The Current State of Crowdfunding in Europe

We contributed to the freely available Current State of Crowdfunding in Europe Report. It coincides with a call for better standards of data sharing and an agreed taxonomy. We agree!

Cover Current State Crowdfunding EuropeThe report, which is free to download, was created by the CrowdfundingHub in Amsterdam and incorporated contributions from  some 30 collaborators of which twintangibles was proud and honoured to be one. Setting out a comprehensive overview of the state of crowdfunding in a range of different countries it is an impressive and valuable source of information and a testament to the growing importance of crowdfunding and alternative finance across a great deal of Europe and the wider world.

The report makes a number of overarching observations including the importance of a positive regulatory stance in the growth of crowdfunding and presents a  general upbeat and optimistic view of the possibilities of crowdfunding.

Another key observation is that of the need to create more a more defined  taxonomy for the sector and better standards of data sharing/reporting. I would wholeheartedly agree with both of these items. This has ever greater relevance as increasing numbers of old world finance operators ride on the coattails of crowdfunding to popularise new product offerings which have neither the  awareness nor the benefits of crowd finance. This is a problem as it distorts people’s understanding of the sector and, more importantly perhaps, deprives the users of the specific and distinctive benefits that crowdfunding brings. At the same time many platforms  exaggerate and distort their performance to position themselves more positively in an ever increasingly competitive marketplace and, in so doing, make the reporting of activity levels unclear and less than useful.  It is essential for consumers, researchers, administrators, regulators and indeed all participants in the market place,  to get access to a more coherent and comparable set of data based around shared standards in the interests of transparency, choice, measurement and practicality. Some kind of Dublin Core for data exchange and a manifesto for the crowd defining what is required for inclusion in the pantheon of crowdfunding, and the wider alternative finance sectors is a call we would echo and support.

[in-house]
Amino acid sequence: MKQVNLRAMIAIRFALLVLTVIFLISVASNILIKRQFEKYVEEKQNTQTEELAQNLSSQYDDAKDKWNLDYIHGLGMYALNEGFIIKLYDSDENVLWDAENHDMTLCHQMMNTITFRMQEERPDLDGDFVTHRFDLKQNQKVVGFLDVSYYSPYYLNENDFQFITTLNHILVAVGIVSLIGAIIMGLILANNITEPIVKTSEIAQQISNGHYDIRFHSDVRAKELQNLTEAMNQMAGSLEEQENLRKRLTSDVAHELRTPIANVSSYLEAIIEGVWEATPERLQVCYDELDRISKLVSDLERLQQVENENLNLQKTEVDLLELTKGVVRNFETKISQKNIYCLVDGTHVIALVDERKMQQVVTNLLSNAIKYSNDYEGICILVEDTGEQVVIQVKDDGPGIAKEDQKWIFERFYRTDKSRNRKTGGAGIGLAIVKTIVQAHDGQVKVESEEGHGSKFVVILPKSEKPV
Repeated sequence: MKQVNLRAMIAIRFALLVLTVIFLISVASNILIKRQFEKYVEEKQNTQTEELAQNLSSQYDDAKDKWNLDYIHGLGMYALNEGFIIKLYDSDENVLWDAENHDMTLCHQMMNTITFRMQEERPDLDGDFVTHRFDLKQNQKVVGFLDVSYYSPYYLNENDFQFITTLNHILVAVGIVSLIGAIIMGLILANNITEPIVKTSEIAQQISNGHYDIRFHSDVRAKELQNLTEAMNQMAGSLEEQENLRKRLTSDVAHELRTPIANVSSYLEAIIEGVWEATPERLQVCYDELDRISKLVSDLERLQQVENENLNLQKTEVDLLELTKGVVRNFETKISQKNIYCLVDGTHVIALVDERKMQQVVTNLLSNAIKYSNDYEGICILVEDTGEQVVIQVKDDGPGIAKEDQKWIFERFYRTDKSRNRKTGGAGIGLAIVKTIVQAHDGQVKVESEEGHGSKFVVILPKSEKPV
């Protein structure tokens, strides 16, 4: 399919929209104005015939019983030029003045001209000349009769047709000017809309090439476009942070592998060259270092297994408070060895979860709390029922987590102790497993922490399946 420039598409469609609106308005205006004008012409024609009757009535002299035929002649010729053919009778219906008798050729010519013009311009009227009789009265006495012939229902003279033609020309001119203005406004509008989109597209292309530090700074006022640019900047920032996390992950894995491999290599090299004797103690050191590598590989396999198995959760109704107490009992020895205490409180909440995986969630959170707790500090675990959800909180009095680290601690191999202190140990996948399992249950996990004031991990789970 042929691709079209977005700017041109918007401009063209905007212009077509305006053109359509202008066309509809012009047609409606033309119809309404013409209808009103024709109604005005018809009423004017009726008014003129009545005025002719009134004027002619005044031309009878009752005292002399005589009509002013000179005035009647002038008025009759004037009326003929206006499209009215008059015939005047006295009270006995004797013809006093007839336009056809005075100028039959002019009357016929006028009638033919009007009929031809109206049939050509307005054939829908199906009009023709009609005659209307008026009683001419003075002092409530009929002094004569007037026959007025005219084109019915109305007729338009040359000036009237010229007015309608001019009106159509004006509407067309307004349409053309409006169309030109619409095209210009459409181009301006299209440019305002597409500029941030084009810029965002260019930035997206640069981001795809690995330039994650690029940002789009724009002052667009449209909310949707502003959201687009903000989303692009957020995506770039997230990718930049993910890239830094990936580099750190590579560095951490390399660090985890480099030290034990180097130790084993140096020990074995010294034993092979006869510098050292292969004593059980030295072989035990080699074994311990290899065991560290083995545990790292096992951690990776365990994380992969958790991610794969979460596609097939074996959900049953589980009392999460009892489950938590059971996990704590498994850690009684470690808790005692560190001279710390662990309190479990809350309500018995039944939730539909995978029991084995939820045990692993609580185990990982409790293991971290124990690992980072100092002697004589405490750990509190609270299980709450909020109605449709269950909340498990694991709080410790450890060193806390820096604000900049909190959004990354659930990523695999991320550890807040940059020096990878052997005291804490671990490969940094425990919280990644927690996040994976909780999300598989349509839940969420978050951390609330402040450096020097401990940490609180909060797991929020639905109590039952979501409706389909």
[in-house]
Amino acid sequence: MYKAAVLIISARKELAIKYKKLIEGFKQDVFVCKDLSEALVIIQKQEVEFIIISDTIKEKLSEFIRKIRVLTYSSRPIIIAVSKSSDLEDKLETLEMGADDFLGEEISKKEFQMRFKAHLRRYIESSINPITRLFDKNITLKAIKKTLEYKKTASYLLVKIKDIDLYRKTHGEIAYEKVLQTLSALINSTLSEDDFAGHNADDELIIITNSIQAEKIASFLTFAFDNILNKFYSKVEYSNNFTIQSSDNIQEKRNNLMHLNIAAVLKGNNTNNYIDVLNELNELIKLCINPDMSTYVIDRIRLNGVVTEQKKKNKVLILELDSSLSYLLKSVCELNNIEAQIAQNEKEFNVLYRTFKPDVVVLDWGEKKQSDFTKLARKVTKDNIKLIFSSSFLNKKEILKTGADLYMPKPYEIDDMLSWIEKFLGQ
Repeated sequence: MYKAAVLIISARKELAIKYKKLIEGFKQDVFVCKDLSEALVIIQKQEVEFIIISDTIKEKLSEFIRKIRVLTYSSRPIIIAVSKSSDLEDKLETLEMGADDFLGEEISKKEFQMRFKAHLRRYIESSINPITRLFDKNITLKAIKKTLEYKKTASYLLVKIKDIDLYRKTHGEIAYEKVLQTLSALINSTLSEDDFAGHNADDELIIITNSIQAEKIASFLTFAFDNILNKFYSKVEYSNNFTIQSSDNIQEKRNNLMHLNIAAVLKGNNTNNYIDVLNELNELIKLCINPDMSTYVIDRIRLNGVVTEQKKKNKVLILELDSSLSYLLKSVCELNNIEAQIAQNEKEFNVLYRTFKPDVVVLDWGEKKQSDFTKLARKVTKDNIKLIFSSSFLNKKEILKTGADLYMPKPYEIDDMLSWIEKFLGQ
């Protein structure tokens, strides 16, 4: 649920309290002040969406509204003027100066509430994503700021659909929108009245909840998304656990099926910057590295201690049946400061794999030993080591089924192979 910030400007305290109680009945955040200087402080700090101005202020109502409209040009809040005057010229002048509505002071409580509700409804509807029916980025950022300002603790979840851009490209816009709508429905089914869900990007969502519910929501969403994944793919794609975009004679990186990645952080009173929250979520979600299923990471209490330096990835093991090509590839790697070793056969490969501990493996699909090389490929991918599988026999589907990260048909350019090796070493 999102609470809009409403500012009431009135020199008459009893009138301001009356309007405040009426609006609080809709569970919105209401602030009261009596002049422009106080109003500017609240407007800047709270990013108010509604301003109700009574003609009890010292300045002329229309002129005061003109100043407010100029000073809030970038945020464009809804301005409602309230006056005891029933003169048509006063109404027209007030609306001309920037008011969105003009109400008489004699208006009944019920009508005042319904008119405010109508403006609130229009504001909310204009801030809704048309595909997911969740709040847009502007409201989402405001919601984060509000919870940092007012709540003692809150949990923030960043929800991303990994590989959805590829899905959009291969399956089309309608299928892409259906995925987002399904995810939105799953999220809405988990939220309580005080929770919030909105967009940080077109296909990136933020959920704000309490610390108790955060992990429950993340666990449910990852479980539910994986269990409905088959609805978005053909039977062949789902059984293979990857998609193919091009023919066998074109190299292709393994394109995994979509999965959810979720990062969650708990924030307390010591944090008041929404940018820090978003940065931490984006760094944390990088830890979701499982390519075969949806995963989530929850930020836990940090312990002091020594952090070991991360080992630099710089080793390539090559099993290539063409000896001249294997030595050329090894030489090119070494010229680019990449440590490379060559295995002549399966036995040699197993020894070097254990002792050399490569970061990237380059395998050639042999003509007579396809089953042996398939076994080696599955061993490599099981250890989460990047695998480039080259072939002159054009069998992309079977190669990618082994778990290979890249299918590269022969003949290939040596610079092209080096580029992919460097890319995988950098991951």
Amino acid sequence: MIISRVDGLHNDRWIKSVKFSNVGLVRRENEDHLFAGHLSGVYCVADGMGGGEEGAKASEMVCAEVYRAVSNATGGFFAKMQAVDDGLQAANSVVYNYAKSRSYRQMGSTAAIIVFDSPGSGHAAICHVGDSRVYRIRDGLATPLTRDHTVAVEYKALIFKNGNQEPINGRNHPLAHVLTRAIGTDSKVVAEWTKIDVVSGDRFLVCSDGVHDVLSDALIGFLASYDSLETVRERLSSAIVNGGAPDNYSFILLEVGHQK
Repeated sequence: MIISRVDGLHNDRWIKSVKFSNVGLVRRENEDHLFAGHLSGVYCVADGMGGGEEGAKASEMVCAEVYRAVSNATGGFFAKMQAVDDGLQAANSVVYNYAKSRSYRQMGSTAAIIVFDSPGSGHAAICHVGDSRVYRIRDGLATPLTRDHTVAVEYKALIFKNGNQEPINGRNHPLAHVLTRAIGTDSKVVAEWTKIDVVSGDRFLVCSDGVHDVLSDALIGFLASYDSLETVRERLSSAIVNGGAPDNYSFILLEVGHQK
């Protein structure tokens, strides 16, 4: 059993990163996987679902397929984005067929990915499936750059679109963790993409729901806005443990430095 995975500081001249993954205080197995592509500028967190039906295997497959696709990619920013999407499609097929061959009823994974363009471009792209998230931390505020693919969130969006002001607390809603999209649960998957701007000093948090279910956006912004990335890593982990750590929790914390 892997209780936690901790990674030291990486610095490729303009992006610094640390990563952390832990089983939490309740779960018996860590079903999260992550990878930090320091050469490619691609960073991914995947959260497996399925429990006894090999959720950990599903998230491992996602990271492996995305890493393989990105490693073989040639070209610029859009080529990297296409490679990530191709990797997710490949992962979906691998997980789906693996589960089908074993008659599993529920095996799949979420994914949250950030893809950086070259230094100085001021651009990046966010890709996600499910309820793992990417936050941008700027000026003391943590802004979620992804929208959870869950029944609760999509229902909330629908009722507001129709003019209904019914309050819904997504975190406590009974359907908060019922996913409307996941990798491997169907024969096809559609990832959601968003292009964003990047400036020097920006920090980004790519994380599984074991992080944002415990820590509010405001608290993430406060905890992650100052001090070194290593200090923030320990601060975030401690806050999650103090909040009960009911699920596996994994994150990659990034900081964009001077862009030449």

What we would say in addition is that it cannot be left to vested interests or partisan actors to do this work as in such an immature market it would be unlikely to succeed! It might be that regulators might have a role to play in bringing this about but as few if any have any grasp of the subject matter they can’t operate alone and they must avoid being captured by lobby groups masquerading as sector representatives.

When is a Crowd not a Crowd?

I was speaking at an event recently, sharing the platform with an angel investor and discussing the relative merits of the many sources of funding and backing available to entrepreneurs. My position, as you might expect, was to set out the specific and unique benefits of crowdfunding as a source of funding. In describing the Long Tail model and the characteristics of the crowd as a source of insight and validation I wanted to convey how the crowd is the source of the additional value by virtue of its distinctive qualities.

But I failed.

I know that I failed as my Angel colleague, who spoke after me, went on to emphasise that Angel deals can have a large number of participants and are therefore “a form of crowdfunding”.

Well not all crowds are equal and so, sadly, my Angel was wrong and here is why.

Size matters in certain circumstances of course, but it not just a numbers game. The key aspect which makes the crowd so valuable is diversity. This encompasses a diversity of insight, expectation, motivation, location and pretty much any other characteristic you could imagine. This is the key.

A crowd of Angels is unlikely to bring that breadth. In terms of their expectation of return, the metrics of assessment, perception of risk, the perspective of the opportunity are likely to be relatively common. I would hesitate to accuse it of “group think” or clones but the truth is it isn’t a crowd in the sense that we use it in describing a crowd in crowdfunding.

In the same way many “crowdfunding” platforms are not really crowdfunding platforms, they just describe themselves that way for the opportunistic benefit of being associated with a relatively high profile topic. If the platform does not welcome and embrace the crowd in all that it does then it is not crowdfunding and the projects will not receive the full benefit available via crowdfunding.

Is this important? Yes it is. The promise of crowdfunding is not that it is just another source of the same old money. The promise of crowdfunding is that it is different money, better money, and that it comes with many additional benefits. As I explain in my forth coming book “Crowdfunding To Win”, and in the recently launched Udemy course of the same name, to really see the full benefit in crowdfunding, to truly win at it, it is important that you both understand these unique benefits and target them as appropriate as part of a campaigns targets and that the funding needs to be flexible, responsive and, in some cases, subordinate to those wider aims.